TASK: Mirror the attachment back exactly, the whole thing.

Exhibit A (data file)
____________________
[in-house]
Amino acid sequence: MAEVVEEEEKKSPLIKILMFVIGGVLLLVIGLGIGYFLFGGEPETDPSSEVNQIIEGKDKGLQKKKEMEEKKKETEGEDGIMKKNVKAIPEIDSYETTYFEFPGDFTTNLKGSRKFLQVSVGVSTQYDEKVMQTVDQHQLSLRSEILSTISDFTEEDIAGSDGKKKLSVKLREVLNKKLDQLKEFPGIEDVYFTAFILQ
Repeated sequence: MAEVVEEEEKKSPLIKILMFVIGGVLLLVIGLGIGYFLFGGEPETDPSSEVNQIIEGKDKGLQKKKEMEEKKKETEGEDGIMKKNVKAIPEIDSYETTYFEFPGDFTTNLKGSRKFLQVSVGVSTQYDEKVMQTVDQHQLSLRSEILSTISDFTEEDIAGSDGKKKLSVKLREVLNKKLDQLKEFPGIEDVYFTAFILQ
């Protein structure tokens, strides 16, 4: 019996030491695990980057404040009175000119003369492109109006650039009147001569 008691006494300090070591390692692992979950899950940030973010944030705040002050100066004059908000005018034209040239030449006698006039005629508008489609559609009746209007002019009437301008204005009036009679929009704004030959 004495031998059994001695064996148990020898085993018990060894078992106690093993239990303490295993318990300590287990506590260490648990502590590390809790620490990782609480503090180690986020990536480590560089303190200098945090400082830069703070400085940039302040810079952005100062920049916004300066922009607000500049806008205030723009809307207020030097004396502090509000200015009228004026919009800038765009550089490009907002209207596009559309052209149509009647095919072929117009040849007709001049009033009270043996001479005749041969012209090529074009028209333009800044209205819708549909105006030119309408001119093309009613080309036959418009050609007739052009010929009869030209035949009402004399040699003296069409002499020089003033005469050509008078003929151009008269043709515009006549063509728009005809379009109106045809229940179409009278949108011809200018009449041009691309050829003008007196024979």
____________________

[in-house]
Amino acid sequence: MAEVVEEEEKKSPLIKILMFVIGGVLLLVIGLGIGYFLFGGEPETDPSSEVNQIIEGKDKGLQKKKEMEEKKKETEGEDGIMKKNVKAIPEIDSYETTYFEFPGDFTTNLKGSRKFLQVSVGVSTQYDEKVMQTVDQHQLSLRSEILSTISDFTEEDIAGSDGKKKLSVKLREVLNKKLDQLKEFPGIEDVYFTAFILQ
Repeated sequence: MAEVVEEEEKKSPLIKILMFVIGGVLLLVIGLGIGYFLFGGEPETDPSSEVNQIIEGKDKGLQKKKEMEEKKKETEGEDGIMKKNVKAIPEIDSYETTYFEFPGDFTTNLKGSRKFLQVSVGVSTQYDEKVMQTVDQHQLSLRSEILSTISDFTEEDIAGSDGKKKLSVKLREVLNKKLDQLKEFPGIEDVYFTAFILQ
């Protein structure tokens, strides 16, 4: 019996030491695990980057404040009175000119003369492109109006650039009147001569 008691006494300090070591390692692992979950899950940030973010944030705040002050100066004059908000005018034209040239030449006698006039005629508008489609559609009746209007002019009437301008204005009036009679929009704004030959 004495031998059994001695064996148990020898085993018990060894078992106690093993239990303490295993318990300590287990506590260490648990502590590390809790620490990782609480503090180690986020990536480590560089303190200098945090400082830069703070400085940039302040810079952005100062920049916004300066922009607000500049806008205030723009809307207020030097004396502090509000200015009228004026919009800038765009550089490009907002209207596009559309052209149509009647095919072929117009040849007709001049009033009270043996001479005749041969012209090529074009028209333009800044209205819708549909105006030119309408001119093309009613080309036959418009050609007739052009010929009869030209035949009402004399040699003296069409002499020089003033005469050509008078003929151009008269043709515009006549063509728009005809379009109106045809229940179409009278949108011809200018009449041009691309050829003008007196024979």